Inside the Crumbling Walls of Kabul’s Abandoned Palace
Built in the early 1920s by King Amanullah Khan, the palace was intended as a symbol of Afghanistan’s modernization. That purpose was short-lived. The king was forced from power by religious zealots at the end of the decade, and all of his liberal reforms were rescinded.
Over the coming years, Darul Aman would serve as a medical school, a raisin warehouse, a refugee camp, and various government ministries until Afghanistan’s civil war made it an important strategic position. As an improvised fortress, it was taken and retaken repeatedly by opposing forces.
Now, a small unit of the Afghan National Army occupies Darul Aman. We pulled up to the barbed wire fence surrounding the palace, got out, and shut our doors quietly. The soldiers were lounging under a portico drinking tea, their assault rifles leaning rakishly against the pillars. We smiled and waved casually. They waved back.
Mossless In America: Curran Hatleberg
Mossless in America is a new column featuring interviews with documentary photographers. The series is produced in partnership with Mossless magazine, an experimental photography publication run by Romke Hoogwaerts and Grace Leigh. Romke started Mossless in 2009 as a blog where he interviewed a different photographer every two days, and since 2012 Mossless magazine has produced two print issues, each dealing with a different type of photography.Mossless was featured prominently in the landmark 2012 exhibition Millennium Magazine at the Museum of Modern Art in New York, and is supported by Printed Matter, Inc. Their forthcoming third issue, a major photographic volume on American documentary photography from the last ten years titled The United States (2003-2013), will be published this spring.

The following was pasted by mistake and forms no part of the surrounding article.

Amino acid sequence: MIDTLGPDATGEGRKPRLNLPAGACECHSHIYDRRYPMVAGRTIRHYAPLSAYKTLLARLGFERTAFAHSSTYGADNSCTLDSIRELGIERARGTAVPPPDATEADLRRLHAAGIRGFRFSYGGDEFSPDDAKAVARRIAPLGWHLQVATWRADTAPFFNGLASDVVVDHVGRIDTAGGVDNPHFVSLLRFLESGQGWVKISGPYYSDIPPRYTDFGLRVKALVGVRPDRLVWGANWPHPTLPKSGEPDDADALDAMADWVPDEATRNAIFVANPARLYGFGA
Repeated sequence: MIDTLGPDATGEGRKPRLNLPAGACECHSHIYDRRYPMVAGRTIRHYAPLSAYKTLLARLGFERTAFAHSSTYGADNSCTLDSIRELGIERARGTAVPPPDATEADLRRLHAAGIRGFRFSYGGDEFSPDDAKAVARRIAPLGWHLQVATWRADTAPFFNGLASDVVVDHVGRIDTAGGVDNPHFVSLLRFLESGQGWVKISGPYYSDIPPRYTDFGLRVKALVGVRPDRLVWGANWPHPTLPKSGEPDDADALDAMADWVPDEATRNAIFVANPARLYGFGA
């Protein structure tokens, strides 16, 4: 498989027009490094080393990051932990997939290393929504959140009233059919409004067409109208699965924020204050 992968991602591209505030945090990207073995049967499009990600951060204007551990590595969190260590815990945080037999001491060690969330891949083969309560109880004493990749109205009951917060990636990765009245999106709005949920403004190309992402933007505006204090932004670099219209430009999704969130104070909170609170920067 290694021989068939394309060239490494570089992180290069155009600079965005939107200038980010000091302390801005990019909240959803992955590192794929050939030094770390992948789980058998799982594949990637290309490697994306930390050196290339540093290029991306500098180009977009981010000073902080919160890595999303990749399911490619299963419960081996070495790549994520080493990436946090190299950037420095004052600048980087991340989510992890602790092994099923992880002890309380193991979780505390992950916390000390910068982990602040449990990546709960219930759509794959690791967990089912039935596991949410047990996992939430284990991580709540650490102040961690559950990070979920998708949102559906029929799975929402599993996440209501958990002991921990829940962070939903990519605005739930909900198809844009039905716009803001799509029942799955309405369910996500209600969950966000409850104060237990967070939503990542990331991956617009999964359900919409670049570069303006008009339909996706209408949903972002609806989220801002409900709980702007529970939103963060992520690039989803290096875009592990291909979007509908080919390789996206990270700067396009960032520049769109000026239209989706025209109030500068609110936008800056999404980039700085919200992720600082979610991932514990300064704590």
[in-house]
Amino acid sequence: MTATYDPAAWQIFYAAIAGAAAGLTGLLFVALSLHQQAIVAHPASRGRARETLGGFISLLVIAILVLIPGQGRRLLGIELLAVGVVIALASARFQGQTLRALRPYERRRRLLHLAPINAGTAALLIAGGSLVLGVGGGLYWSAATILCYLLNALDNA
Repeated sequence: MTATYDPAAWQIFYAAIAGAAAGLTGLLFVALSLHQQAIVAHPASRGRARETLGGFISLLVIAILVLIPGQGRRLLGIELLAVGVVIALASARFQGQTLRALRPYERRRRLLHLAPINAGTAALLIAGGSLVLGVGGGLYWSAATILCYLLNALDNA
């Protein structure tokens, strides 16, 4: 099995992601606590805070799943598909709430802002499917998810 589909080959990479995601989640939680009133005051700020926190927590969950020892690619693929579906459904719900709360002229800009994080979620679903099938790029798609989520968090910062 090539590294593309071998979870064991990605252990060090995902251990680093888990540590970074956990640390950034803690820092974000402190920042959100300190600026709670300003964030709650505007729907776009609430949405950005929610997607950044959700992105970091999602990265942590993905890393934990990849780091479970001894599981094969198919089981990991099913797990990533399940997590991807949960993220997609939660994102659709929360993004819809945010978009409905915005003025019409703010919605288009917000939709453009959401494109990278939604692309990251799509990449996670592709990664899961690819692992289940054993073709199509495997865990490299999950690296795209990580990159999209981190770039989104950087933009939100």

Curran Hatleberg was one of the first photographers who inspired us to search for more documentary-style photos for the third issue of our magazine. His pictures, taken on roadtrips across America, are honest and naturally ambiguous. Whether it’s a woman with a black eye or a memorial stuck in a tree, Curran’s images make the viewer question the larger, unseen circumstances around his photos.
In this column, we’ll be interviewing a bunch of photographers from the third issue of our magazine, Mossless. Like Curran, the other artists we’ve chosen shoot modern America, capturing the essence of what it’s like to live in this country during this particularly difficult decade.
Mossless: Tell us a memorable story from your travels across America.
Curran Hatleberg: A while back I was sitting in an empty barroom looking out the entrance to a dirty street. The door was propped wide open, framing a perfect view of the foot traffic and cars streaming by in the night. I studied thousands of insects as they whirled and smashed into a streetlight. I watched a nervous, skinny woman flash her gold teeth, then drop an orange rind on the sidewalk. Then I saw a sedan meet a concrete pillar at 50 miles an hour. The car lurched up the pole with vicious agility, going completely vertical before landing upside down. The whole event appeared slow and graceful and very far away. I stared, inactive, for what felt like a very long time, trying to decide if what I saw had actually happened or not. Before I was aware of my movements I was on my knees, breathing hard at the driver’s side window. Everything smelled like gas. Glass and debris were strewn everywhere like confetti. Looking inside, the driver had blood streaming down his face in squiggled paths and was laughing uncontrollably. With the help of another man, I dragged him by the arms out of the window and onto the grass. The driver writhed on the ground in spastic fits of energy. A crowd developed around him, unsure what to do. It all happened very fast, but I clearly remember standing up and seeing one of the car’s tires spinning purposely, as if the road were still underneath it.
How much traveling have you done for your photography?
Thirty-one years’ worth.